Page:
Here's the future outlook, and that also appears robust. These are some stats from a recent report from Ranstad and they predict that by 2019, as much as 50% of the workforce will be comprised of what they call agile workers and they define that as anyone working in a temporary contract consultant or freelance capacity. And they predict that that percentage may reach as high as 70% by 2025, driven in part by individuals who are really looking for greater opportunities for career growth as well as income. Also to that, they see that the demand is increasing from employers with 46% of current employers expressing a greater commitment to building and utilizing an adult workforce, and that's a whopping 155% increase over the 4 years. So clearly, the independent economy is going to be a big part of our future. 

George Hallenbeck [00:08:25] Now is the ranks of independent workers grow in both number and diversity, we're starting to get a better understanding of the benefits that they're experiencing. And here are 2 or some more statistics from MBO State of Independence report. And so 70 percent excuse me, 77 percent of all independents, both full and part-time, say that they're happier working on their own. And 70% of those full-timers say that working on their own is better than their health, which is very good to know in these stressful times. Now, 43% of full-time independents say that they actually earn more money working on their own. And 40%, nearly half of full-time independents say they feel more secure working independently, which I think that last statistic is particularly noteworthy because one of the biggest concerns that people have coming into independent work is will it be secure? So we have almost half of people who are in that line saying that actually, they feel more secure. So I think that's very interesting.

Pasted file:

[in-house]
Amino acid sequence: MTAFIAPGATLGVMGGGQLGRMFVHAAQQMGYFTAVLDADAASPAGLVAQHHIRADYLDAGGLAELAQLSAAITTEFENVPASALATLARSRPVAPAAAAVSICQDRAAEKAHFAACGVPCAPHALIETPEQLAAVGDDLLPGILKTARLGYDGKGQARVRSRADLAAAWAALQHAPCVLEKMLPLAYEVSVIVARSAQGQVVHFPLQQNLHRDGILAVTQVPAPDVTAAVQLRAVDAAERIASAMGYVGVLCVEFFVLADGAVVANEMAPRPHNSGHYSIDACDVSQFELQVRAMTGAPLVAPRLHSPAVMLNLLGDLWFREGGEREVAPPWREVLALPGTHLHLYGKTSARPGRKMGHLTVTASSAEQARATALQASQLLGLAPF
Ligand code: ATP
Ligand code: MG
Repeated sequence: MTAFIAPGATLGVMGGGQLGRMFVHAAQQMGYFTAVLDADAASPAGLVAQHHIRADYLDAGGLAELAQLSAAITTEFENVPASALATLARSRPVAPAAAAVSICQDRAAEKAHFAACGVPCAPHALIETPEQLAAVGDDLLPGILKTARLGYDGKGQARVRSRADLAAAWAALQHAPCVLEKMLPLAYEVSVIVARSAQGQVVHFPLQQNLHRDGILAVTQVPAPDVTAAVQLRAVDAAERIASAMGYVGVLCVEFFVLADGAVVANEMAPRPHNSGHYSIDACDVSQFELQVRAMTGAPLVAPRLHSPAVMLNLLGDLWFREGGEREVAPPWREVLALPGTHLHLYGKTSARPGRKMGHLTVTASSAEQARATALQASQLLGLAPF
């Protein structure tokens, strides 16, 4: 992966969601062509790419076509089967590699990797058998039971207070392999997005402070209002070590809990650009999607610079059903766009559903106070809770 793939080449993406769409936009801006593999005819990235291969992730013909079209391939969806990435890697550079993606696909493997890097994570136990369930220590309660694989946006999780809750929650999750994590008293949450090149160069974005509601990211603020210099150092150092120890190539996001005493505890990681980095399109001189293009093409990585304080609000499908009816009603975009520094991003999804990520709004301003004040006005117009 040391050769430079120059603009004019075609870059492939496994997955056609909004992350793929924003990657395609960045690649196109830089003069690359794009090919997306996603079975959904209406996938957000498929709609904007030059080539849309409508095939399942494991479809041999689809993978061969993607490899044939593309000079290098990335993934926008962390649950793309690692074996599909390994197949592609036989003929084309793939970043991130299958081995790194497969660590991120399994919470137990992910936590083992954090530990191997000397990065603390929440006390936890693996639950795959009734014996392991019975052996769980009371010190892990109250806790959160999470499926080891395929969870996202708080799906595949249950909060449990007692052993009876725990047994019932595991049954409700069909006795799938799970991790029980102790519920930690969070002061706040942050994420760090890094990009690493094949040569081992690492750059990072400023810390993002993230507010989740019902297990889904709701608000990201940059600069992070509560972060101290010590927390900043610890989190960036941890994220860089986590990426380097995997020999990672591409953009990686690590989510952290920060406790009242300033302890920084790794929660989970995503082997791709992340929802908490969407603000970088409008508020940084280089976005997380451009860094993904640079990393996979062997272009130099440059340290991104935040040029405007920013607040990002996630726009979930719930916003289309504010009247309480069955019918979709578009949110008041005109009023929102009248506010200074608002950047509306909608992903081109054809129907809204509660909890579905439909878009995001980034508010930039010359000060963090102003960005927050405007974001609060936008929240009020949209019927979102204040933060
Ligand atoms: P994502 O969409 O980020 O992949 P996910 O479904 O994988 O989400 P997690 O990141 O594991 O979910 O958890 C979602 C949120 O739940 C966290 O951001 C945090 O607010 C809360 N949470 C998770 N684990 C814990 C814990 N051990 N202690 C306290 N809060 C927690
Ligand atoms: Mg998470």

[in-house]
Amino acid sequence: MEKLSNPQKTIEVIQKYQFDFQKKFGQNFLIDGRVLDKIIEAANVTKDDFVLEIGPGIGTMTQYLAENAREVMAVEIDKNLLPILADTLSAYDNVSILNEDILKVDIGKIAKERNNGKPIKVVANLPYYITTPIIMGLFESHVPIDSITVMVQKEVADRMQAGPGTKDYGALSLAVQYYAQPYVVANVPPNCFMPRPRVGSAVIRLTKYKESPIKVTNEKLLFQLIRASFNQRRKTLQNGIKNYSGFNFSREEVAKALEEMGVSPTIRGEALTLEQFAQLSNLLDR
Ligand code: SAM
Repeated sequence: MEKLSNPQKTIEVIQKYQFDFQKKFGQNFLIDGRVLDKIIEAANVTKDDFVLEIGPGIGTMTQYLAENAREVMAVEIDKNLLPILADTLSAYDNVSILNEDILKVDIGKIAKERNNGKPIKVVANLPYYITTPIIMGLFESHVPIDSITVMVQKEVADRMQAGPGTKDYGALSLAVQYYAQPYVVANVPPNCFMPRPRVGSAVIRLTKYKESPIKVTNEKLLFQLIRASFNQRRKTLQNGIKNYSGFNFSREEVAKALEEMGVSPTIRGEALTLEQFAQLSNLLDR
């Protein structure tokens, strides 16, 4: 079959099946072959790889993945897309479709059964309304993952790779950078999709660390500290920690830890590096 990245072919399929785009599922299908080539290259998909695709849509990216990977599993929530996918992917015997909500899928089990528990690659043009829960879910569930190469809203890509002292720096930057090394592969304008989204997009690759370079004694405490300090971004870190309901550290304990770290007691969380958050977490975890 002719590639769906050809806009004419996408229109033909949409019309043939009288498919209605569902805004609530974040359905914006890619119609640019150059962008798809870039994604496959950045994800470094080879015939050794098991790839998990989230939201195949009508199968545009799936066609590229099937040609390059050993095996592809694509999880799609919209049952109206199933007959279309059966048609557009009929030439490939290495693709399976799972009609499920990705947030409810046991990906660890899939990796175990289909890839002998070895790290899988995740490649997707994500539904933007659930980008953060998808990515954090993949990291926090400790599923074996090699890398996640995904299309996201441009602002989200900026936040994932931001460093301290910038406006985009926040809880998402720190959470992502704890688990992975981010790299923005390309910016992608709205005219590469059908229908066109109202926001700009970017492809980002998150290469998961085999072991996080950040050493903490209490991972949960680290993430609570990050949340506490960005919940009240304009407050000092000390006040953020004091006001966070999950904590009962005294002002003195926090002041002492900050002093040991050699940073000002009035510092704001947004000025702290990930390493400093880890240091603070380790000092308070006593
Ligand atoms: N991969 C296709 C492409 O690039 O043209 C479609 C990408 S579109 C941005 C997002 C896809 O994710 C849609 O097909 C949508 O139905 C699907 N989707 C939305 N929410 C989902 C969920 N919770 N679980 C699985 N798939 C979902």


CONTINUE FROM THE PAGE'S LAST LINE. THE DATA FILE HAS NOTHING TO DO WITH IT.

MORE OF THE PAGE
George Hallenbeck [00:09:29] Now, given these facts we've just reviewed, it's really not a surprise at all that there are a lot of individuals out there who are currently full-time employees. A lot of you on the webcast today who are really having curiosity about going into independent work. And as I was researching other studies focused on independence, freelancers in the broader economy, I was really struck by this particular estimate from McKinsey that as many as 1 in 6 individuals working as a full-time employee is interested in switching to independent work. And so that's a pretty big number when you stop to think about it. Even if a portion of those 1 in 6 people made that switch in the coming years, it would really mark a significant shift in how a lot of us are choosing to work and live our lives. So we're curious people at CCL and so we wanted to see if we could replicate a similar finding. So we decided to ask that same question of individuals who've engaged with CCL as part of the leadership development. And the response that we got surprised even us some. So the over 200 alumni who responded, 56% expressed an interest in someday engaging in independent work and the remainder thereof that pie chart. 33% said that they had at least some interest, you know, kind of put themselves in the maybe category. And only 11% said that they really didn't have any interest at all. So that 56% said that they had a definite interest. 39% expressed an interest in doing independent work full-time and then remaining 61% percent on a part-time basis. So if you do the math, it would actually suggest that the McKenzie status is conservative at best if you take the 56% who responded yes and multiply that by the 39% who aspire to full-time independent work, then that's over 1 in 5 in our own sample.